We learned a myriad of lessons from this experience, which eventually stretched through a vacation into a three-month sabbatical for us. The first and most basic lesson, of course, was that we all corporately, including the minister and his family, need to be serving one another. If the total body is exercising its gifts, not so much falls on the shoulders of the professional clergy who have a tendency to overload anyway.
Second, we learned we need to let go of those things that can’t be done. It is simple, but difficult, to realize that the Lord is the Head of the church. We are stewarding on His behalf within it. If there are personnel or program gaps, it is His problem.
At the time of my plummeting, we were in the middle of important church structural changes. We had to remove ourselves during critical months of restructuring and commit to the hands of other faithful stewards this strategic work. Returning from our sabbatical, we found they had exercised their gifts beautifully. Stars, bars, and merit awards!
The Lord was capable of working in His church through other abilities than our own. It was a truth we knew, but needed to radically experience. We were forced to let go, and others were forced to pick up. The strength we required was supplied through the corporate health of our functioning body.
For those several months I learned to cry, “Help! Help!”
A full gamut of loving ministry was extended to me. And, I allowed myself to become dependent, for that while, upon what I received. The Enemy had probably intended this incident for bad, but the Lord as usual used it for good in our lives.
We are servants of Christ and servants within His body. We need to learn to hear articulate and inarticulate cries for help. We need to develop our capacities for service. We need to be aware that whenever we are serving one another, there is always the possibility of new and fearful situations. Our insecurities arise to assail us. “Should I do this? Should I call? Won’t I just be bothering them? Will that person be offended if I offer to help? Is this the Spirit telling me to do this, or is this my own flesh goading me into trouble?”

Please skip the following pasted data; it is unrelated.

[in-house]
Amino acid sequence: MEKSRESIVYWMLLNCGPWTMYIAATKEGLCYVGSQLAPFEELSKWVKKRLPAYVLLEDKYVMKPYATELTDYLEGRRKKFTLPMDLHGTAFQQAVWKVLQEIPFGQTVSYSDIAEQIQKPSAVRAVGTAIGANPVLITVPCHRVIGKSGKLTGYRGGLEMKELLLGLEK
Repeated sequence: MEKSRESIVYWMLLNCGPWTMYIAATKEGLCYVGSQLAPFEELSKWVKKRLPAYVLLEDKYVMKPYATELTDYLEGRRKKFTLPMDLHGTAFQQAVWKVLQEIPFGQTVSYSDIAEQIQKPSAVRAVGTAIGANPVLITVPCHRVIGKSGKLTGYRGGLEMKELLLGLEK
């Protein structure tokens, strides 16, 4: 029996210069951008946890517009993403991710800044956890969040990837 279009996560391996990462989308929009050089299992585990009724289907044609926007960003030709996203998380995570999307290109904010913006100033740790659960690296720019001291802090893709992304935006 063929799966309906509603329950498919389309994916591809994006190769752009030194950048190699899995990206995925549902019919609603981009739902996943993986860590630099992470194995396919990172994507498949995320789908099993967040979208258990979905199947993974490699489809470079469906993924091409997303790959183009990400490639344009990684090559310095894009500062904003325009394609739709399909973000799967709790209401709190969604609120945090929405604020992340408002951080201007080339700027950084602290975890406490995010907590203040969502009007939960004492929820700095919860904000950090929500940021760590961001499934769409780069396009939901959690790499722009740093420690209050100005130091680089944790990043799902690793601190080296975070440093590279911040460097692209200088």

Through her Hungry Souls ministry, Karen Mains serves as a spiritual coach to many Christian women and men, and teaches a mentor-writing class. And, through the Global Bag Project, she is working to develop a network of African women who sew exquisite cloth reusable shopping bags. This micro-finance women opportunity helps provide a much-needed sustainable income for struggling African families. For more information on this critically important project, please click here.
Karen has long had an interest in Christian hospitality and is the author of the best-selling book, Open Heart, Open Home.
An award-winning author of several other books, Karen continues to write content for her Christian blog, “Thoughts-by-Karen-Mains.” In so doing, she desires to touch the lives of Christian women and men and help them find ways to walk closer with the Lord Jesus Christ. In addition, through silent retreats, spiritual teaching, women’s retreats, Christian vacation opportunities, and other ministry activities, Karen helps each Christian woman and man receive vital spiritual food.
For decades, Karen and her husband, David, have served God through religious communications—radio, television, and print publication. The are the co-authors of the Kingdom Tales Trilogy: Tales of the Kingdom, Tales of the Resistance, and Tales of the Restoration. To find many valuable resources for pastors and churches at the Mainstay Ministries main website, please click here.
Likewise, pastors will find special resources to help them prepare effective, life-transforming Sunday sermons by visiting David Mains’ website by clicking here.